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Wayne Owens, a former Utah congressman and longtime advocate for Middle East peace, was found dead Wednesday in Israel, according to the State Department. He was 65.
Owens, a Democrat, served four terms in Congress and helped launch the Center for Middle East Peace and Economic Cooperation, a Washington-based group dedicated to fostering peace in the troubled region.
His body was found on a beach in Tel Aviv at about 9 p.m. local time Wednesday, according to Stuart Patt, spokesman for the State Department's Consular Affairs Bureau. He apparently died of natural causes, Patt said.
Owens was on business in the region. A spokesman for the family could not immediately be reached.
"What Wayne Owens did was change people's lives. He did it in so many ways. He was dedicated to public service," said University of Utah political science professor Tim Chambless, who interned for Owens in the spring of 1973 and later worked on his campaign. "He changed my life. It's a great loss."
In Congress, Owens, a native of Panguitch, Utah, fought to protect Utah wildlands, sponsoring legislation to designate more than 5 million acres of the state as wilderness. The efforts riled Utah conservatives.
His bill to compensate so-called "downwinders" -- victims of radioactive fallout from open-air nuclear weapons tests in Nevada -- was signed into law in 1990.
And he used his seat on the House Foreign Affairs Committee to advocate for peace in the Middle East and direct negotiations with the Palestine Liberation Organization.
He was first elected in 1972 after walking across the Republican district, which covered nearly half the state. He served as a member of the House Judiciary Committee where he voted to impeach President Nixon and was part of a group of Democrats who forced a vote to end the Vietnam War.
He lost a bid for Senate in 1974 to Republican Jake Garn and made an unsuccessful bid for governor in 1984. In 1986, he regained Utah's 2nd District seat, which he held until 1992, when he again ran for Senate, losing to Republican Bob Bennett.
Owens helped launch the Center for Middle East Peace and Economic Cooperation in 1989 and spent much of the last decade traveling in the region. His office near the White House features numerous photographs of Owens with nearly every leader in the region, including Egyptian President Hosni Mubarak, various Israeli prime ministers, and Palestinian Authority President Yasser Arafat.
Rep. Jim Matheson said he was "very shocked" to hear of Owens'death.
Matheson, who ran Owens' campaign for governor in 1984, said Owens served as a political mentor to his whole family.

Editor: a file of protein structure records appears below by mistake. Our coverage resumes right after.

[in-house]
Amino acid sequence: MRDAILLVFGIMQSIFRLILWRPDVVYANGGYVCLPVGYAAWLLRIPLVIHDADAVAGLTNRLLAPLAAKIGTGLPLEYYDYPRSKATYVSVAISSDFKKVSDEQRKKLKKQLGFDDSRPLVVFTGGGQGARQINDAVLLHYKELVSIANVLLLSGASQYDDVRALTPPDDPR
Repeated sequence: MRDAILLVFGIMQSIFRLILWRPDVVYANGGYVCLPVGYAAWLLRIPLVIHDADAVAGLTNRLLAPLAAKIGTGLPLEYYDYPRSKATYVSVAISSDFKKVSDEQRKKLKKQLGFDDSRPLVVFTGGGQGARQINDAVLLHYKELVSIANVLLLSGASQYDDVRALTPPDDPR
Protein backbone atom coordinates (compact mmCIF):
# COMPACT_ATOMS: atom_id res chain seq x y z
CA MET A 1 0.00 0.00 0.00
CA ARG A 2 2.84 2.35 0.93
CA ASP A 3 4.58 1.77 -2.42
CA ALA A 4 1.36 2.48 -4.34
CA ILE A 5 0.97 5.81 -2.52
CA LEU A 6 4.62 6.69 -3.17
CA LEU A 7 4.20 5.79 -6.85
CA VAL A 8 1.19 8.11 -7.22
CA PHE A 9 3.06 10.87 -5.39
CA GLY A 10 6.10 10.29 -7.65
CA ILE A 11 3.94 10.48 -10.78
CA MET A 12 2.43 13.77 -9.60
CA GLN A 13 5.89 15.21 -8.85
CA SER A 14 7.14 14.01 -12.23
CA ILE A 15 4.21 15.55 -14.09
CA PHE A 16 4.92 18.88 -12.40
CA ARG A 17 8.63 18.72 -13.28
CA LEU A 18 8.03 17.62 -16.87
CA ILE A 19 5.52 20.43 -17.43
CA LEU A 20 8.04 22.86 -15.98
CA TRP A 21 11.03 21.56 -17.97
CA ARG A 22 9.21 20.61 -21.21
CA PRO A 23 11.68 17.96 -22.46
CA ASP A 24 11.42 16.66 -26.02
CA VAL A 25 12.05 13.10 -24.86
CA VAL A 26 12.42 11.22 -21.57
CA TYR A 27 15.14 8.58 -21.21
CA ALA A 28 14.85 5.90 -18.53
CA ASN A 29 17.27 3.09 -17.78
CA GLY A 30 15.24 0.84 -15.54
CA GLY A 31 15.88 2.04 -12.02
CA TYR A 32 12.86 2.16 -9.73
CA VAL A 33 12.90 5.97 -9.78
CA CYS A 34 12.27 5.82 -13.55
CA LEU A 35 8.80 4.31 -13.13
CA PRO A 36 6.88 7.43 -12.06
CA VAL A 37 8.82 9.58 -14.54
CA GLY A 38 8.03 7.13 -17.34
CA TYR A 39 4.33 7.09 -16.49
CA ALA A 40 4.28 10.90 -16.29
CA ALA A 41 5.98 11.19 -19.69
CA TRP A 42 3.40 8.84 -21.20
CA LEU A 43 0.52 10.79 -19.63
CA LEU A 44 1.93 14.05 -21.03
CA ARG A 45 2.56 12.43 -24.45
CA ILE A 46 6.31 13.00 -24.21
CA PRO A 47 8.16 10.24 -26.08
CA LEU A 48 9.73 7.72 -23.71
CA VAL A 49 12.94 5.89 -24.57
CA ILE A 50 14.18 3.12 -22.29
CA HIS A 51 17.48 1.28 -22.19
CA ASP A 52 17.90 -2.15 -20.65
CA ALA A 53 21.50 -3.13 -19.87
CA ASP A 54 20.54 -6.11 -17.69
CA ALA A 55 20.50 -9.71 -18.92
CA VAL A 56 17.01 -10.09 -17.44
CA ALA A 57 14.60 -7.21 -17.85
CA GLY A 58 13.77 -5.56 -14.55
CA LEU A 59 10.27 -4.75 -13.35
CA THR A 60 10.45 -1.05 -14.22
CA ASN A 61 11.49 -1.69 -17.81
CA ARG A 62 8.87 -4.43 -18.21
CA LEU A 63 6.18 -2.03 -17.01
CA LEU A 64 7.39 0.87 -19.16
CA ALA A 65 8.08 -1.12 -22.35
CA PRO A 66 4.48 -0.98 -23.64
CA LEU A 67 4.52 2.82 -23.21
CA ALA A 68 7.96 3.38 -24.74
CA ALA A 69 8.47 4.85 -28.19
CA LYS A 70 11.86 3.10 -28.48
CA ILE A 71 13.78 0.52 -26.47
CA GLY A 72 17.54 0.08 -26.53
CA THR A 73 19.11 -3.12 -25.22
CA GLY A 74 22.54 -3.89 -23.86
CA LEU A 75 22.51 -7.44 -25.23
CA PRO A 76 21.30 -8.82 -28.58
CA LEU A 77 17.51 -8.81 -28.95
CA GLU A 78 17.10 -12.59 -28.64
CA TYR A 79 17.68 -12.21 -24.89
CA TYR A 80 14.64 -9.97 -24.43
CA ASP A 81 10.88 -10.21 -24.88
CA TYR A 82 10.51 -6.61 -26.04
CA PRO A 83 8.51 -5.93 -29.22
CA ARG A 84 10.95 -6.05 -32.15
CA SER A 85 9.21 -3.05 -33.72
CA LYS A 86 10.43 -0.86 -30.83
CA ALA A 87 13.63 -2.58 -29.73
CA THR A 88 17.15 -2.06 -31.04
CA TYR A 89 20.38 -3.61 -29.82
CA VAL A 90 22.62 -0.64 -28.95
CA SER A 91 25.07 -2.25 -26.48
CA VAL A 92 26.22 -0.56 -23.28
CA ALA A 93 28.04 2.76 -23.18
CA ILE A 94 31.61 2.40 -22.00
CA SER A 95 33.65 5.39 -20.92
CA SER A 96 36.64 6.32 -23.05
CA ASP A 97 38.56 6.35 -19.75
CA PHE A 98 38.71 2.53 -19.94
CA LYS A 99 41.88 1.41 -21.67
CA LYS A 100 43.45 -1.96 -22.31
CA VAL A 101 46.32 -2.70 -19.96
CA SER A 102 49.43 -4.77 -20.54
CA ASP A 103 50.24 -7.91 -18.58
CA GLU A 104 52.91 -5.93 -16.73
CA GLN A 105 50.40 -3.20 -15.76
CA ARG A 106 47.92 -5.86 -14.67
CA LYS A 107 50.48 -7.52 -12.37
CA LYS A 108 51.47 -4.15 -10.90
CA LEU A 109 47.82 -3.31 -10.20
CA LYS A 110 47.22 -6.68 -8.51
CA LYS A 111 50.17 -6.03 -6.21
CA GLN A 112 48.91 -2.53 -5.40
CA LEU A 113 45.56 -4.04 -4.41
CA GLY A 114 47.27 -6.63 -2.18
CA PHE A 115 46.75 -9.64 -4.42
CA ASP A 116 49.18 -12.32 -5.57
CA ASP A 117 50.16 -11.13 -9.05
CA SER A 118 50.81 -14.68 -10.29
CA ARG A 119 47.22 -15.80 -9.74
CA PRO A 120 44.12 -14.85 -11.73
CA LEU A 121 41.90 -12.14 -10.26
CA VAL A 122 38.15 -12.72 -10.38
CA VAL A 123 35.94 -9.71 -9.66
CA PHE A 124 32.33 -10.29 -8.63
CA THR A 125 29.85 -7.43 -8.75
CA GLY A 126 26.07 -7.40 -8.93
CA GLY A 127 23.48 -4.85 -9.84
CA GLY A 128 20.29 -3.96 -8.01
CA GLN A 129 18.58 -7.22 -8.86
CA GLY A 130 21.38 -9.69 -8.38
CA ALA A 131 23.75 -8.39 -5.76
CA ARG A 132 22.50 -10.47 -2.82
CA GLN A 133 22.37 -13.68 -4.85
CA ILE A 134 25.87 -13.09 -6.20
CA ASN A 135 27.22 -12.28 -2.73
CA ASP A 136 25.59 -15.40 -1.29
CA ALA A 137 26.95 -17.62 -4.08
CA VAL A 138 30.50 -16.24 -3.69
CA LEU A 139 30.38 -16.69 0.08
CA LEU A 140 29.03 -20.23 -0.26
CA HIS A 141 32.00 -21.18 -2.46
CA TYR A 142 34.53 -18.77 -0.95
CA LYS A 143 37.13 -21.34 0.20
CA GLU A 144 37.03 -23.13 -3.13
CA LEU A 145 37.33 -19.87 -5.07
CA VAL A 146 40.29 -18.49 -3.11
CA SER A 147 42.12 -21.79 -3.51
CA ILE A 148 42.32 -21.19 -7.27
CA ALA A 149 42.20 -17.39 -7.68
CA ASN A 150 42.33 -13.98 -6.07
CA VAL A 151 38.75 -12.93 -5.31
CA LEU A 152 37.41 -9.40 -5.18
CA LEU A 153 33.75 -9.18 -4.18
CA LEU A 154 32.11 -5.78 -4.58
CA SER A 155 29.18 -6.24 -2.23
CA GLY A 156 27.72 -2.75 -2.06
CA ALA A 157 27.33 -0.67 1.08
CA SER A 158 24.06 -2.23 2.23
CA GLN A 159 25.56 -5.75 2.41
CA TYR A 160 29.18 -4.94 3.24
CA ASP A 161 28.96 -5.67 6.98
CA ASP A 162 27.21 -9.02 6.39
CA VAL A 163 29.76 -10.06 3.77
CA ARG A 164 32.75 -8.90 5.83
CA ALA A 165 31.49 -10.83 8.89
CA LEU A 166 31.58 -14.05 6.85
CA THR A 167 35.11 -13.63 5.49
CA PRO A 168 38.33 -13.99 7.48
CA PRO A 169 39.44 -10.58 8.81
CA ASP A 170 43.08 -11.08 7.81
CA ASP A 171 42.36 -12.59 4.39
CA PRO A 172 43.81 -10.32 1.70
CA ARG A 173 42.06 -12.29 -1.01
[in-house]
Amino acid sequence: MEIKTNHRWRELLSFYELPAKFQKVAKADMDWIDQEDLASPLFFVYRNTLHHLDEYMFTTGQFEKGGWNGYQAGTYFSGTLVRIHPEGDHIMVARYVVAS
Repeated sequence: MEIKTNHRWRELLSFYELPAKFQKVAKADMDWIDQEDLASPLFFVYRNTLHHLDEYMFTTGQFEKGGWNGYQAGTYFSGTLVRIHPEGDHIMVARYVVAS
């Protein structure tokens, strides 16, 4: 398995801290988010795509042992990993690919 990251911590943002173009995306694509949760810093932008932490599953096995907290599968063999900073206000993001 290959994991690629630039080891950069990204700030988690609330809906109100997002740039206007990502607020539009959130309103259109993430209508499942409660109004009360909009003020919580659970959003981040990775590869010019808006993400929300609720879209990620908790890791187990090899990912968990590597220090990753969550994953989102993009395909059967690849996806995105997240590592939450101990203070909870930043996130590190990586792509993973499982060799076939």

"I think that's true for a lot of people in public service," Matheson said. "The first memory I have of a campaign in Utah was when he walked the state in 1972. He brought a certain energy and enthusiasm to politics."
Bennett recalled that he and Owens lunched together after their campaigns against each other in 1992.
"Our friendship was temporarily interrupted for our Senate campaign in 1992 after which we went to lunch, buried the hatchet and have enjoyed a very cordial relationship ever since.
"His work in the Middle East has been driven by the highest motives and he'll be sorely missed."
Republican Sen. Orrin Hatch called Owens' death "a real tragedy. Wayne Owens was a dedicated public servant, tireless advocate for Utah and a real friend. ... I always appreciated his hard work and commitment to our state."
At the Utah Capitol Wednesday, where state lawmakers were meeting to plug a huge budget gap, Rep. Patrice Arent, D-Salt Lake City, was visibly shaken by the news.
"Wayne was a public servant. He cared about the people of Utah, the people of the nation and about finding a solution to the problems in the Middle East," she said.
Rep. Ralph Becker, D-Salt Lake City, also was shocked. "He was a bright, energetic person. He just seemed to be made for politics," Becker said.
Starting in 1965, Owens worked as a staffer for Utah Sen. Frank Moss and Massachusetts Sen. Edward Kennedy. He was also the Rocky Mountain coordinator for Robert Kennedy's presidential bid. He spent six years as a full-time missionary for The Church of Jesus Christ of Latter-day Saints.
He and his wife Marlene have five children and eight grandchildren.
"One time when I was on the campaign trail with him in 1974, I asked him when he was growing up what he hoped to do," Chambless said. "He looked at me, looked away and looked at me again, and he said, 'Get out of Panguitch.' And he did. He got out of Panguitch."
(Copyright 2002 by The Associated Press. All Rights Reserved.)